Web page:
New Home Builder Warranties Warranties for New Homes and Remodeler Warranties

The Sun, The Moon, And Our Builders

Millennia ago when solar eclipses caused the world, or at least the little piece of it occupied by a primitive culture, to slip into darkness as the sun disappeared in the middle of the day, ancient man often saw it as a mystical battle among gods or as an omen of bad times to come. Ancient Chinese believed that a dragon had attacked and devoured the sun. In India, a common belief was that a demon named Rahu disguised himself as a woman for the purpose of crashing a banquet of the gods, where he hoped to drink all the gods’ nectar. A major god Vishnu caught onto Rahu’s plan, cut off his head and hurled it across the sky. Ancient Indians believed that it was Rahu’s decapitated head that blocked out the sun. According to a Native American Choctaw legend, a mischievous squirrel gnawed on the sun, which caused it to slowly disappear.

The reactions to eclipses by our early forebears were even more bizarre than their explanations for the celestial events. Mayan rulers would cut themselves, collect their blood and offer it as a sacrifice to whichever god needed placated. Aztecs would become hysterical and sacrifice the people among them with the fairest hair and the lightest skin, which they believed kept demons from descending from the sky and eating everyone. In Mesopotamia and in Greece, after having developed the ability to predict that an eclipse was coming, the king would place an imposter on the throne as a decoy to fool the gods and keep any bad omens from affecting the real king. When the eclipse passed, the imposter was usually killed.

Even those cultures who did not engage in barbaric practices like blood-letting and human sacrifice saw eclipses as omens. As late as 1598, when William Shakespeare wrote King Lear, the king remarked that “these late eclipses in the sun and the moon portend no good to us.” This was the view of most societies since the beginning of time. There were exceptions like the Batammaliba people of West Africa, who believed that the eclipse occurred because the gods were angry with people for fighting with each other. During and after an eclipse, villagers would put petty arguments aside, stop fighting with their neighbors, and even give each other gifts.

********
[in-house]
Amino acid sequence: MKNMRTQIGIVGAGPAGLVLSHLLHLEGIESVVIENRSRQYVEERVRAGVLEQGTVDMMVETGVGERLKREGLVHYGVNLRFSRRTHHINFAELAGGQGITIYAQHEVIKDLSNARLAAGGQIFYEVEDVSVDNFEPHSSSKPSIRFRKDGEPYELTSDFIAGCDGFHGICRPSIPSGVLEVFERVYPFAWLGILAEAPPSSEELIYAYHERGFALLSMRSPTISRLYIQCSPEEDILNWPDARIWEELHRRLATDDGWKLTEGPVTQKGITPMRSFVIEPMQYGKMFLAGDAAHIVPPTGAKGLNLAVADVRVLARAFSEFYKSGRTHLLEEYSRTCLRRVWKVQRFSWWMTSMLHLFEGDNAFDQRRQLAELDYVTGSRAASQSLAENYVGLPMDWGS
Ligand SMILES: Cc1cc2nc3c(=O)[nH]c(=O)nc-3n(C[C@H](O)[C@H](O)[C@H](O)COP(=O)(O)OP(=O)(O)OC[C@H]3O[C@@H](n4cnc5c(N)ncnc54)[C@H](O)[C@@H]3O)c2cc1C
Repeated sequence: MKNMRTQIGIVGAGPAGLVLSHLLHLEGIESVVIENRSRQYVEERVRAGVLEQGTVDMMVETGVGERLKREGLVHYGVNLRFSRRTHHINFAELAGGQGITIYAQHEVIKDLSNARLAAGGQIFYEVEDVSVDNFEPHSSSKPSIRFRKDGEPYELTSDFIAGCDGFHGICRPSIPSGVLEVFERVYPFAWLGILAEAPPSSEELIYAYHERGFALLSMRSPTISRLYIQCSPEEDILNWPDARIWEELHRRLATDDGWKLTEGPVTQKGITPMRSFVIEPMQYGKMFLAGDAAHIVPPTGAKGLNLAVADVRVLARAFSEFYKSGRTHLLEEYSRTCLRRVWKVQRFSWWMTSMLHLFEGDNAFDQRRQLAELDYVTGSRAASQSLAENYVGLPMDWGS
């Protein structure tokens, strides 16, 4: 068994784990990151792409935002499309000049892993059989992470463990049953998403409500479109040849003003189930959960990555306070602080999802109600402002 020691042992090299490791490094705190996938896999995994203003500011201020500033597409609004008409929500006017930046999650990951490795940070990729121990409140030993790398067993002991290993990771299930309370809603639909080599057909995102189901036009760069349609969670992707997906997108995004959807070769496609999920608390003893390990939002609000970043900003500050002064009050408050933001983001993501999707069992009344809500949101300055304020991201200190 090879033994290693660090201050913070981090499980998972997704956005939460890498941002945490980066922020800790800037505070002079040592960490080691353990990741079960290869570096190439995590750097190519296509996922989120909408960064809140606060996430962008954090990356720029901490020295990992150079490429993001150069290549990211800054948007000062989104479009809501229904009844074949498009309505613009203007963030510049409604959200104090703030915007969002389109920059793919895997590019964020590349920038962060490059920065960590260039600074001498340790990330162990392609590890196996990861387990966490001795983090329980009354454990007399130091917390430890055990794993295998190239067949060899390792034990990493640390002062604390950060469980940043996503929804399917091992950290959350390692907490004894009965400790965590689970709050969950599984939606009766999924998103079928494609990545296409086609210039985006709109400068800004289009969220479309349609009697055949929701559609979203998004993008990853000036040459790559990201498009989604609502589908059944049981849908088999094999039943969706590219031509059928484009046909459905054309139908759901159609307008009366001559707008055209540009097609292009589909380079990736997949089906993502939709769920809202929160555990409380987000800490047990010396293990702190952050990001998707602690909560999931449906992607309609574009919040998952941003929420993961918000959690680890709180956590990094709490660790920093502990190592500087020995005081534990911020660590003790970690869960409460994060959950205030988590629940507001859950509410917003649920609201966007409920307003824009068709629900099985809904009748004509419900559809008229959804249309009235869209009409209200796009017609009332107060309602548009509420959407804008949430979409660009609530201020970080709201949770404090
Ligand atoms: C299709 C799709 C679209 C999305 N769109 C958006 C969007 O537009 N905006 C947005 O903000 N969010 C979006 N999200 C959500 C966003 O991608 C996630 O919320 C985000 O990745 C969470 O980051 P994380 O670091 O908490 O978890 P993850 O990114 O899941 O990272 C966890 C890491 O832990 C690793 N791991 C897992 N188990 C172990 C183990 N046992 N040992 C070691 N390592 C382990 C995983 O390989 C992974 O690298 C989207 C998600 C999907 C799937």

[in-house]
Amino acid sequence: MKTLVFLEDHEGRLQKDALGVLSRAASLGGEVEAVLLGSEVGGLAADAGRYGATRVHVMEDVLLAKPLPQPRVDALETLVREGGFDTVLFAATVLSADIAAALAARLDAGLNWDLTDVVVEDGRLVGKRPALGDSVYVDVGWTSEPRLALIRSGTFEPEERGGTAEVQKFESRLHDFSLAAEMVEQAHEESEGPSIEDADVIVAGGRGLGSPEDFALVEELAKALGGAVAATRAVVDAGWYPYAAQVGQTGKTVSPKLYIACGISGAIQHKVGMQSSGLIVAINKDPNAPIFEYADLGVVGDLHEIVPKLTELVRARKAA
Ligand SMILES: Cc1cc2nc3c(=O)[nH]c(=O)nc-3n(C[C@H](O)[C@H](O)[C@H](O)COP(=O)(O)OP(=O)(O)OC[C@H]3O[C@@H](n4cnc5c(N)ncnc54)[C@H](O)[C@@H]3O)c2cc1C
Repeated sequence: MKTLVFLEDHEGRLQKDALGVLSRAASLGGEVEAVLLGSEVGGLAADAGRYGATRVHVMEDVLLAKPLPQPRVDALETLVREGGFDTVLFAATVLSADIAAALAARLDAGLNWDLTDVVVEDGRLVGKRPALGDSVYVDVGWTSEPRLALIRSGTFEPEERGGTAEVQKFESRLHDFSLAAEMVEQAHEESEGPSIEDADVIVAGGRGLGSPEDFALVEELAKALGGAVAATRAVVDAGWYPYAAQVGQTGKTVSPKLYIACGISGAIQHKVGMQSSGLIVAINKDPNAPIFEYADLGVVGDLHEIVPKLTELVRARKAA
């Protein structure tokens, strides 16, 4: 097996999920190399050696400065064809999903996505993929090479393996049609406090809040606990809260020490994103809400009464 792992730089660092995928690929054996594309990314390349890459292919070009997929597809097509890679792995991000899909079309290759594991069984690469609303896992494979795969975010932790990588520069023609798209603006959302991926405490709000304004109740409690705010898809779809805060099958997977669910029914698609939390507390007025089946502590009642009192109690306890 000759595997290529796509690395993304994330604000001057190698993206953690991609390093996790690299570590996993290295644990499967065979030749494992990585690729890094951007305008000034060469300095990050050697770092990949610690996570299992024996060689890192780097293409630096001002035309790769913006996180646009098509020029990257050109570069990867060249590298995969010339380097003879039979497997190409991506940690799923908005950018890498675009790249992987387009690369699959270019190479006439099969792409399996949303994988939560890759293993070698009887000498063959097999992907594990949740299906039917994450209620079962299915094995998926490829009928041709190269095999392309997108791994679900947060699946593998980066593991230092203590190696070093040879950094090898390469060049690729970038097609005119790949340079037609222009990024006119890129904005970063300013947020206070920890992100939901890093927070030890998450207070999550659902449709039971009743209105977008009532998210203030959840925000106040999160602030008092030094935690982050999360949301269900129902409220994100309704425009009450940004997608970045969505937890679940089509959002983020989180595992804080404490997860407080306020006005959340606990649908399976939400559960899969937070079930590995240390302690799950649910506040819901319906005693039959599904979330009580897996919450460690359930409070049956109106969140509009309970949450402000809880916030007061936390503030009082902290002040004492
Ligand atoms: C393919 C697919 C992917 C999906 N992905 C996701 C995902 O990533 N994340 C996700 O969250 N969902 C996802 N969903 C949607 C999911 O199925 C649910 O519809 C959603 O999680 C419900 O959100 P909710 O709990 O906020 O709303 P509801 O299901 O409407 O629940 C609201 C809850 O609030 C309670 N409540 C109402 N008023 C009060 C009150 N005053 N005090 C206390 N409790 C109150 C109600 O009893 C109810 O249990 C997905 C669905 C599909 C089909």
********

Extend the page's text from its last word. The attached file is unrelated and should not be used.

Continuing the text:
The recent solar eclipse that carved a path of totality across the United States demonstrates how far modern man has come in his understanding of the universe. Many years of observation and study allow us now to predict not just when an eclipse will occur, but also how much of the sun will be blocked by the moon in any location around the globe. Thus, some of our friends and co-workers left our home office where there was about 92% coverage of the sun to travel to Cleveland and to eastern Indiana, where they were able to watch the total eclipse. All who chased totality mentioned how awe-inspiring an experience it was.

Rather than fearing and overreacting to an eclipse like ancient man did, 21st Century Americans can plan for, travel to, and embrace a total eclipse for what it is–an awesome display of the universal and physical principles by which our universe works. And we can do that because for centuries mankind looked at the sky, asked questions about what was happening, and eventually figured it out through hard work and study.